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Search Results: 1 - 10 of 117869 matches for " T. Goulding "
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Strategies for farmers and policy makers to control nitrogen losses whilst maintaining crop production
Keith W. T. Goulding
Science China Life Sciences , 2005, DOI: 10.1007/BF03187111
Abstract: The nitrogen (N) cycle is essentially ‘leaky’. The losses of small amounts of nitrate to waters and of ammonia and nitrous oxide to the atmosphere are a part of the global biogeochemical N cycle. However, intensive agricultural production, industry and vehicle use have more than doubled the amount of ‘reactive’ N in the environment, resulting in eutrophication, ecosystem change and health concerns. Research has identified agricultural practices that cause large losses of N and, in some cases, developed solutions. This paper discusses the problems of maintaining productivity while reducing N losses, compares conventional with low input (integrated) and organic farming systems, and discusses wider options. It also looks at the need to integrate studies on N with other environmental impacts, set in the context of the whole farm system, to provide truly sustainable agricultural systems.
SNS Front End Diagnostics
L. Doolittle,T. Goulding,D. Oshatz,A. Ratti,J. Staples
Physics , 2000,
Abstract: The Front End of the Spallation Neutron Source (SNS) extends from the Ion Source (IS), through a 65 keV LEBT, a 402.5 MHz RFQ, a 2.5 MeV MEBT, ending at the entrance to the DTL. The diagnostics suite in this space includes stripline beam position and phase monitors (BPM), toroid beam current monitors (BCM), and an emittance scanner. Provision is included for beam profile measurement, either gas fluorescence, laser-based photodissociation, or a crawling wire. Mechanical and electrical design and prototyping of BPM and BCM subsystems are proceeding. Significant effort has been devoted to packaging the diagnostic devices in minimal space. Close ties are maintained to the rest of the SNS effort, to ensure long term compatibility of interfaces and in fact share some design work and construction. The data acquisition, digital processing, and control system interface needs for the BPM, BCM, and LEBT diagnostic are similar, and we are committed to using an architecture common with the rest of the SNS collaboration.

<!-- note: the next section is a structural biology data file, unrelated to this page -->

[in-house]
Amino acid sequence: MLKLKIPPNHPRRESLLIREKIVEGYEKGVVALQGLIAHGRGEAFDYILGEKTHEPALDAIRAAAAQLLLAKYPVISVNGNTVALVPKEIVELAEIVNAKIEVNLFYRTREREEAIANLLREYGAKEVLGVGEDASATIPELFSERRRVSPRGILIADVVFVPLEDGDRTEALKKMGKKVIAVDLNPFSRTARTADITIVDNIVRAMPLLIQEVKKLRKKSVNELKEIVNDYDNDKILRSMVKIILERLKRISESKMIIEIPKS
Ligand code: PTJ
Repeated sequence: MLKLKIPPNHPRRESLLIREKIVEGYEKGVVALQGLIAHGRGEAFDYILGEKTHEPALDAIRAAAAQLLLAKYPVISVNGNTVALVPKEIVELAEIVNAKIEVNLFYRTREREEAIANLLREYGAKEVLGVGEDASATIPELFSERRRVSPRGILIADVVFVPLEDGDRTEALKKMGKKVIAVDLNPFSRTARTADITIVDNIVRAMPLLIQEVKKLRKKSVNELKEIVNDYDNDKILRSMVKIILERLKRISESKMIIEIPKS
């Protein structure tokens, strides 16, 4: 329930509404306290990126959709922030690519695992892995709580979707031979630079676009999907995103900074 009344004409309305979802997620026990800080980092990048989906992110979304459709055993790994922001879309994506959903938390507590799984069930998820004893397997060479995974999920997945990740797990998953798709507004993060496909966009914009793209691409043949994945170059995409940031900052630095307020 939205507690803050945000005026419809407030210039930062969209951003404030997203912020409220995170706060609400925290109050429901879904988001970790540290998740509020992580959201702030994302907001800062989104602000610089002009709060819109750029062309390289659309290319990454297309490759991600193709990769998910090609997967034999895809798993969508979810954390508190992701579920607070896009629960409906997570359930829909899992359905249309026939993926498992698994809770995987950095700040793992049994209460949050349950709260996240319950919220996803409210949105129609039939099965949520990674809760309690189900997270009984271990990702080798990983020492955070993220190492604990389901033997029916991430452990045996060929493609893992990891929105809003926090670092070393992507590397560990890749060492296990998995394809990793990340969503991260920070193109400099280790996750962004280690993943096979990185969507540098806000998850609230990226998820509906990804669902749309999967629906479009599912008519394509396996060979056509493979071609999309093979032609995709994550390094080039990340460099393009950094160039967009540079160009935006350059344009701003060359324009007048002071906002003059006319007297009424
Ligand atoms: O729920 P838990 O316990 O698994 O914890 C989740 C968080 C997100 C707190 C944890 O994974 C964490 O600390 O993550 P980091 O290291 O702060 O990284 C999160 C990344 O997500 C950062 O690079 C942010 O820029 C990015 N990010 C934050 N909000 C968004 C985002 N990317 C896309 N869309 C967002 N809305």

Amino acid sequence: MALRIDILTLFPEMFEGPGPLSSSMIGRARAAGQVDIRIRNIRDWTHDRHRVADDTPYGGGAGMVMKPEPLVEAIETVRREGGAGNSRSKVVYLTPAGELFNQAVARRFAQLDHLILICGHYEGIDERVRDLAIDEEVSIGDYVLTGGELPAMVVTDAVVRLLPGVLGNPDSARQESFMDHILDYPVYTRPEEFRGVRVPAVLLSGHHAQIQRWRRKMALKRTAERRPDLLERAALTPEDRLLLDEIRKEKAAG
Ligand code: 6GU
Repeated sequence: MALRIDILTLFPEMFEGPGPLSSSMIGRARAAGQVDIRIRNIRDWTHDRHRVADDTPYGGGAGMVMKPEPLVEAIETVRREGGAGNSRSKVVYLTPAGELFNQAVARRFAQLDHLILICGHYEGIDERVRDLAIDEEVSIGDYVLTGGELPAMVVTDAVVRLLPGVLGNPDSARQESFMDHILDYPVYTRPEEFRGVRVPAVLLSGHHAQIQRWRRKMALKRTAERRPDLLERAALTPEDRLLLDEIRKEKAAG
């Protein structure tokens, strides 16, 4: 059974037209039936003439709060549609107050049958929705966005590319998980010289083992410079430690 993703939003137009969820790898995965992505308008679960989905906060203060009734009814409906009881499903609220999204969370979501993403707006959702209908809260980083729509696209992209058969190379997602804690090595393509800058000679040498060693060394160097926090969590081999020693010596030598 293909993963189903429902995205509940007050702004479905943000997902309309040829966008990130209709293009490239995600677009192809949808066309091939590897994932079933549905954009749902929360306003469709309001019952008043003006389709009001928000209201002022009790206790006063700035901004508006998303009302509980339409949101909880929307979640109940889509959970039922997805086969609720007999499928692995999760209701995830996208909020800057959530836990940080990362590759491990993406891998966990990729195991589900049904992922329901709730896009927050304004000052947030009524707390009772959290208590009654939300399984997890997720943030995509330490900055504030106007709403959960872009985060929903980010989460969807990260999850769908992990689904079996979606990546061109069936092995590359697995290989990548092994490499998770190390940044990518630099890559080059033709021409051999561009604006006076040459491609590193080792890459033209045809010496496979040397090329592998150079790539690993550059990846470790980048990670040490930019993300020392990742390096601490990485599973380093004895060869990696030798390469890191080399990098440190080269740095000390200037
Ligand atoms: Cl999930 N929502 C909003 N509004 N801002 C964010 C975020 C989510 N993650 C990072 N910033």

Patrick Hamilton’s Hangover Square and the Landscapes of Fascism
Simon GOULDING
E-rea : Revue électronique d’études sur le Monde Anglophone , 2006, DOI: 10.4000/erea.252
Abstract: If Patrick Hamilton’s name is recognised at all these days, then it is for his stage thrillers Rope (1929) and Gaslight (1938). Still played in repertory, these may be his best-known works but are hardly typical of his output. Hamilton had been a published writer since his early twenties and Hangover Square (1941) was his eighth novel. Like the preceding novels, it covers much of the same thematic and topographic territory. It is a world of boarding houses in unfashionable parts of London, pu...
Computer Programming: An Activity as Compelling as Game Play
Tom Goulding
Journal of Systemics, Cybernetics and Informatics , 2010,
Abstract: Game motif programming exercises (GM-Games) were developed to help novices develop complex client server game systems within their freshman year. GM-Games foster a strong work ethic in as much as they reproduce the challenges and excitement associated with game play; yet their purpose is the development of advanced programming skills. We have found that young people are just as interested in mastering programming skills as they are in mastering the shooting, racing or strategy skills required in many entertainment games. We describe in this paper how GM-Games imitate many of the aspects of game play.
Nitrous oxide emission from a range of land uses across Europe
S. E. Machefert,N. B. Dise,K. W. T. Goulding,P.G. Whitehead
Hydrology and Earth System Sciences (HESS) & Discussions (HESSD) , 2002,